Winter storm warning extended through Wednesday for Truckee-Tahoe; Heavy rain, snow to continue
TRUCKEE, Calif. — The stormy weather will continue into next week as another atmospheric river is poised to pound Truckee-Tahoe bringing renewed flooding, snow load and avalanche issues.
The National Weather Service in Reno has extended its winter storm warning through 5 p.m. Wednesday but the flood watch in effect since Thursday is set to expire at 8 p.m. Sunday.
The multi-day rain on snow storm has loaded the snowpack on area homes and businesses and has collapsed multiple structures, including a carport at a former business, the roof over gas pumps at Swiss Mart gas station which led to a fire, partially collapsing a seven-unit apartment complex and on Saturday forced the closure of the Raley’s near Heavenly Village due to structural issues.
Tahoe ski resorts received between 1 to 2 feet overnight and the rain and snow showers are expected to continue into Sunday afternoon for most areas in the region with the snow levels fluctuating around 6,500 feet in the basin.
The resorts will be open Sunday, some will have delayed opening and will likely have operational impacts throughout the day due to the storm.
“Heavenly will have a DELAYED OPENING today,” the resort posted on social media. “It will take time for our Mtn Ops teams to do snow/ice removal and snow safety work.”
“10″ overnight at mid-mountain and snow level around 6400 (rain/snow mix at base),” said Palisades Tahoe. “SW winds 15-25 mph. 16 lifts scheduled/expect delays and changes.”
Light winds on Sunday morning will increase slightly this afternoon with Sierra ridges staying breezy around 40 mph with gusts up to 60 mph.
The Sierra Avalanche Center has an avalanche warning in effect through 7 a.m. Monday, and may be renewed with another storm on the way.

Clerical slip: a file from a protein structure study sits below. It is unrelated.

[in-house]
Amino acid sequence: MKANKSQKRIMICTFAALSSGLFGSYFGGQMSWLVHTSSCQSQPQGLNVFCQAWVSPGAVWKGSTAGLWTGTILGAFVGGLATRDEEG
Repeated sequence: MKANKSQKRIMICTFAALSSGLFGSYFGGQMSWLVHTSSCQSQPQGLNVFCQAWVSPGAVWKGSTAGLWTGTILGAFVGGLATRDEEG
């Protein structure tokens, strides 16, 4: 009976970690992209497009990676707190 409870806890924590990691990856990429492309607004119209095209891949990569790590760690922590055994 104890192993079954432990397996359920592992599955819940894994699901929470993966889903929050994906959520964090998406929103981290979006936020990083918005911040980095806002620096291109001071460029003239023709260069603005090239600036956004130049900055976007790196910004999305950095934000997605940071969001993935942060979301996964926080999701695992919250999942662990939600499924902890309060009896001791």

The service said another atmospheric river, a bit cooler with lower snow levels than the previous one, enters the region late Monday and will last through Wednesday.
The storm warning said snow levels will vary between 6,000 to 6,500 feet through Monday, then rise between 7,500 to 8,000 feet Tuesday afternoon before falling below 6,000 feet Wednesday morning. The heaviest snowfall rates are expected on Tuesday.
Additional snow accumulation of 4 to 12 inches are expected at lake level and in Truckee through Monday, some areas will receive 1 to 2 feet, with 2 to 4 feet possible above 7,000 feet.
Accumulations Tuesday and Wednesday include 4 to 12 inches at lake level and Truckee with 1 to 3 feet above 7,000 feet.
Those traveling in the mountains should prepare for significant impacts, including long delays over mountain passes and possible road closures through Wednesday.
Chains are required on most highways Sunday at Tahoe, except on U.S. Highway 50 from Meyers to Stateline.
For current road conditions call 511 or visit https://www.nvroads.com or http://quickmap.dot.ca.gov.
The service is also warning that snow loading on structures will likely continue with the next atmospheric river event.
“Snow loading on structures will likely continue with this next AR due to heavy rainfall being absorbed by the already existing deep snowpack, especially for areas below 7,000 feet in the Lake Tahoe Basin and below 8,000 feet in the Eastern Sierra,” the service said. “There will also be a higher risk of roofalanches in these areas.”
Nevada County residents are encouraged to report the damage storms have caused to structures through the county’s Building Damage Survey: http://www.NevadaCountyCA.gov/StormSurvey.
The county said, data shared from this survey will help the county advocate for state and federal assistance to be made available “to our residents and help communicate the widespread and urgent impacts the storms have on our community.”
The weather service said a break from the storms is possible on Thursday with the active pattern returning Friday into next weekend.
“Beyond the long range, the storm door at this time looks to remain open, with guidance hinting of a storm next Sunday into Monday,” the service said.
Bill Rozak is editor for the Sierra Sun. He may be reached at email@example.com.
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